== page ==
@Override public void keyReleased(KeyEvent e) {}
      @Override public void keyTyped   (KeyEvent e) {
         // appropriate code

// Anonymous inner class using the KeyAdapter 
// class to listen to the keys typed.
textField.addKeyListener(new KeyAdapter() {
      // only override the method we're interested in
      @Override public void keyTyped (KeyEvent e) {
         // appropriate code

We can save writing a lot of boilerplate code when we use the adapter classes. The savings increase when we listen for other events:

  • The ComponentListener interface has 4 methods.
  • The MouseListener interface has 5 methods.
  • The WindowListener interface has 7 methods.

The MouseAdapter class implements 8 empty methods; it implements the MouseListenerMouseMotionListener and MouseWheelListener interfaces.

The WindowAdapter class implements 10 empty methods; it implements the WindowFocusListenerWindowListener and WindowStateListener interfaces.

Even though these adapter classes have all been marked as abstract, they are actually concrete classes, in that they contain only fully implemented code. They have been marked as abstract so we cannot instantiate an essentially null object using the new operator. We are forced to implement some code, even if it’s just an empty class code block:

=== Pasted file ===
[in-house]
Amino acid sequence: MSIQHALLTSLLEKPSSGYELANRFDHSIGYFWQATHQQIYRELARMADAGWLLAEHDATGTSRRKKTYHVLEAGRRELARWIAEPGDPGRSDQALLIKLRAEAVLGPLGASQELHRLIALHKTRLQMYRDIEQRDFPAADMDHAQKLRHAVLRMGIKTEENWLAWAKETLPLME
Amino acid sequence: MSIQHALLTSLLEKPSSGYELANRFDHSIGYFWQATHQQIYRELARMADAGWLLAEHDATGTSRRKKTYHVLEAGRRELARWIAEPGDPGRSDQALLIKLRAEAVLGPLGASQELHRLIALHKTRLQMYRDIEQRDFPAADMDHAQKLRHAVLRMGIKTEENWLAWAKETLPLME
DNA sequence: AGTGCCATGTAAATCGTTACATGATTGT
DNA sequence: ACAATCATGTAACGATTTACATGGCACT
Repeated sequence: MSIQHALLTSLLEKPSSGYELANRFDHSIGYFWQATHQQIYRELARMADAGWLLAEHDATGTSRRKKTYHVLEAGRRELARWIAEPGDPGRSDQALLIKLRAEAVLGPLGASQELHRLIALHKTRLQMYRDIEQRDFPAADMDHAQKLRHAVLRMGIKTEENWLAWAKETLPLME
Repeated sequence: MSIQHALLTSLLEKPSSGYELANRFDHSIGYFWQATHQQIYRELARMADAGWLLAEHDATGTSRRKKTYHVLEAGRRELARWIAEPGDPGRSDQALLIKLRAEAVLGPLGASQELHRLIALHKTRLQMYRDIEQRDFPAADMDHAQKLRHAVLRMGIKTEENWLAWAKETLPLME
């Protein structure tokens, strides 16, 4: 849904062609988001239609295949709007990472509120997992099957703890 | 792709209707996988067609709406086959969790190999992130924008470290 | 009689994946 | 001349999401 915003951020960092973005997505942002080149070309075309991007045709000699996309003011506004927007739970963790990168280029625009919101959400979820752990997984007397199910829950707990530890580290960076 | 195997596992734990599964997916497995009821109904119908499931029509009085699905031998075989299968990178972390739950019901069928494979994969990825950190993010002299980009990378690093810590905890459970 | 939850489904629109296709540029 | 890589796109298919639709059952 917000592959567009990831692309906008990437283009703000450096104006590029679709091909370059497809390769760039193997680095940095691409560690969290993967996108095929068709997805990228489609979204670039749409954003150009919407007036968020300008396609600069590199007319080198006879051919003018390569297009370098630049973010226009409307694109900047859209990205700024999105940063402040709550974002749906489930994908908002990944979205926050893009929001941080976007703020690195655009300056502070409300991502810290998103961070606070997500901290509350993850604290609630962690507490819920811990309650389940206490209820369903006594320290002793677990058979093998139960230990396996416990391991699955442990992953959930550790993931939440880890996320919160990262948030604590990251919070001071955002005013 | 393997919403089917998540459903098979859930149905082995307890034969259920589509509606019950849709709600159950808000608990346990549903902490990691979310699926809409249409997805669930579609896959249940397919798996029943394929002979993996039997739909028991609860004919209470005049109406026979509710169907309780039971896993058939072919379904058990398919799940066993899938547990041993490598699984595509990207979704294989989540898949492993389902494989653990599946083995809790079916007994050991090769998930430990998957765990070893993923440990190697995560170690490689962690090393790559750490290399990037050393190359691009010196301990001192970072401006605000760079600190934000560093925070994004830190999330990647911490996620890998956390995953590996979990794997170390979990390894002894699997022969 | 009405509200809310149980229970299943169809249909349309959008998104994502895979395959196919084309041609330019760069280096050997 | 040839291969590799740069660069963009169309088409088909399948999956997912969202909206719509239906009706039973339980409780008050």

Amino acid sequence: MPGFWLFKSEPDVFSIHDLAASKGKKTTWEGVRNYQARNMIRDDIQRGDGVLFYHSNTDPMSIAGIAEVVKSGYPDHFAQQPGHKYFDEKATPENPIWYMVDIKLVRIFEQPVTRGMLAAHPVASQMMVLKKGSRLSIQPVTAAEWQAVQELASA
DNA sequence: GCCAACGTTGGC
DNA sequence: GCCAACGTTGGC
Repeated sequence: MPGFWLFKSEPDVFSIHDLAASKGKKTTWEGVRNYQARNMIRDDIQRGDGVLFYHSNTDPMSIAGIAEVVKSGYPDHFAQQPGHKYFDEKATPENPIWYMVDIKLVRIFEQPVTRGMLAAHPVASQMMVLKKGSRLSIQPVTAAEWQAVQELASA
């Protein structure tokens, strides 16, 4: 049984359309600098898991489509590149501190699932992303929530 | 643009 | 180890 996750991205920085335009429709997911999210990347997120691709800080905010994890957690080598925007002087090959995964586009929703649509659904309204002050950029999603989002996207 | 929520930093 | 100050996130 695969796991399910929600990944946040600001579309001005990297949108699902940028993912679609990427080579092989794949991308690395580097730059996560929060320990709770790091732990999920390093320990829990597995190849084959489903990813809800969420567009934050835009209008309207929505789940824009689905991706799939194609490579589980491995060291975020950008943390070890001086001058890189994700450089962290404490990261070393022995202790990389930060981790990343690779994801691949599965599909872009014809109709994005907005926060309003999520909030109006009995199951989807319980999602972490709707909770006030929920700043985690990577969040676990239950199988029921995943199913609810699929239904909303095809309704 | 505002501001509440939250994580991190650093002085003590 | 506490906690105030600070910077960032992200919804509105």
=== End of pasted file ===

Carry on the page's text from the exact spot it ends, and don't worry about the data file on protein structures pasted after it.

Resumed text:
textField.addKeyListener(new KeyAdapter() {} ); // works!
textField.addKeyListener(new KeyAdapter() );    // does not work!

As you can see, the null object is a simple and easy to use pattern, fulfilling a useful role.

The Optional Class

The java.util.Optional class provides a high-level solution for representing optional values instead of using null references. The Optional class is a very comprehensive implementation of the Null Object pattern with all the bells and whistles we can imagine. This will be a topic for a later tip.

What’s Next?

Next week we’ll dive into some of the factory patterns, starting with the (non-GoF) Simple Factory pattern. Stay tuned!

I’m always interested in your opinion, so please leave a comment. Your feedback helps me write tips that help you.